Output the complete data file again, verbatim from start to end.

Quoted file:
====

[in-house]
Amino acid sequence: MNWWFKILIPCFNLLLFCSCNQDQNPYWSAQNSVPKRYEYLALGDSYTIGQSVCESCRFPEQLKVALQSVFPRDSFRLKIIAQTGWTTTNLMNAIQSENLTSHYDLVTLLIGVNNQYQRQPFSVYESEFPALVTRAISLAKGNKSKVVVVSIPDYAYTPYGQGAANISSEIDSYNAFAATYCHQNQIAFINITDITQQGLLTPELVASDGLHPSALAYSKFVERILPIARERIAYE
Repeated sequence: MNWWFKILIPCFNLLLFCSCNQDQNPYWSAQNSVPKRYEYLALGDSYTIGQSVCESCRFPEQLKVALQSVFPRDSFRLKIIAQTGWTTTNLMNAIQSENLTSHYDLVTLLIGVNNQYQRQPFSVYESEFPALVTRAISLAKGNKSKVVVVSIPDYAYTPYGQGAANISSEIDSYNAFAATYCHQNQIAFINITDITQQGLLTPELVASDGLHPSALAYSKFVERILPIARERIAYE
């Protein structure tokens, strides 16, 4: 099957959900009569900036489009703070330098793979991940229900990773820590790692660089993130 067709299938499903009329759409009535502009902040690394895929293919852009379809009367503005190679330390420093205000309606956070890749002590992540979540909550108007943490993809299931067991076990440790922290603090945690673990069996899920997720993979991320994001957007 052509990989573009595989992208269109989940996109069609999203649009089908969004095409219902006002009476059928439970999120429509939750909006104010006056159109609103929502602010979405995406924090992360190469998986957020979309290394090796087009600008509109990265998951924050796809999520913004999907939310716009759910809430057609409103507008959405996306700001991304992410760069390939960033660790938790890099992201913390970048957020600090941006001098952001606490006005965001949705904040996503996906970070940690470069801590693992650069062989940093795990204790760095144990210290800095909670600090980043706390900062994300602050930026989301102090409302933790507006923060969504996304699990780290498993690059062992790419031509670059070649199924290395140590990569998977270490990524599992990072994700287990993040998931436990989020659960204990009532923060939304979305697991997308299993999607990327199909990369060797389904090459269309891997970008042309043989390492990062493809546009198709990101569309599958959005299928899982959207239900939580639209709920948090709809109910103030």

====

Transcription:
[in-house]
Amino acid sequence: MNWWFKILIPCFNLLLFCSCNQDQNPYWSAQNSVPKRYEYLALGDSYTIGQSVCESCRFPEQLKVALQSVFPRDSFRLKIIAQTGWTTTNLMNAIQSENLTSHYDLVTLLIGVNNQYQRQPFSVYESEFPALVTRAISLAKGNKSKVVVVSIPDYAYTPYGQGAANISSEIDSYNAFAATYCHQNQIAFINITDITQQGLLTPELVASDGLHPSALAYSKFVERILPIARERIAYE
Repeated sequence: MNWWFKILIPCFNLLLFCSCNQDQNPYWSAQNSVPKRYEYLALGDSYTIGQSVCESCRFPEQLKVALQSVFPRDSFRLKIIAQTGWTTTNLMNAIQSENLTSHYDLVTLLIGVNNQYQRQPFSVYESEFPALVTRAISLAKGNKSKVVVVSIPDYAYTPYGQGAANISSEIDSYNAFAATYCHQNQIAFINITDITQQGLLTPELVASDGLHPSALAYSKFVERILPIARERIAYE
């Protein structure tokens, strides 16, 4: 099957959900009569900036489009703070330098793979991940229900990773820590790692660089993130 067709299938499903009329759409009535502009902040690394895929293919852009379809009367503005190679330390420093205000309606956070890749002590992540979540909550108007943490993809299931067991076990440790922290603090945690673990069996899920997720993979991320994001957007 052509990989573009595989992208269109989940996109069609999203649009089908969004095409219902006002009476059928439970999120429509939750909006104010006056159109609103929502602010979405995406924090992360190469998986957020979309290394090796087009600008509109990265998951924050796809999520913004999907939310716009759910809430057609409103507008959405996306700001991304992410760069390939960033660790938790890099992201913390970048957020600090941006001098952001606490006005965001949705904040996503996906970070940690470069801590693992650069062989940093795990204790760095144990210290800095909670600090980043706390900062994300602050930026989301102090409302933790507006923060969504996304699990780290498993690059062992790419031509670059070649199924290395140590990569998977270490990524599992990072994700287990993040998931436990989020659960204990009532923060939304979305697991997308299993999607990327199909990369060797389904090459269309891997970008042309043989390492990062493809546009198709990101569309599958959005299928899982959207239900939580639209709920948090709809109910103030």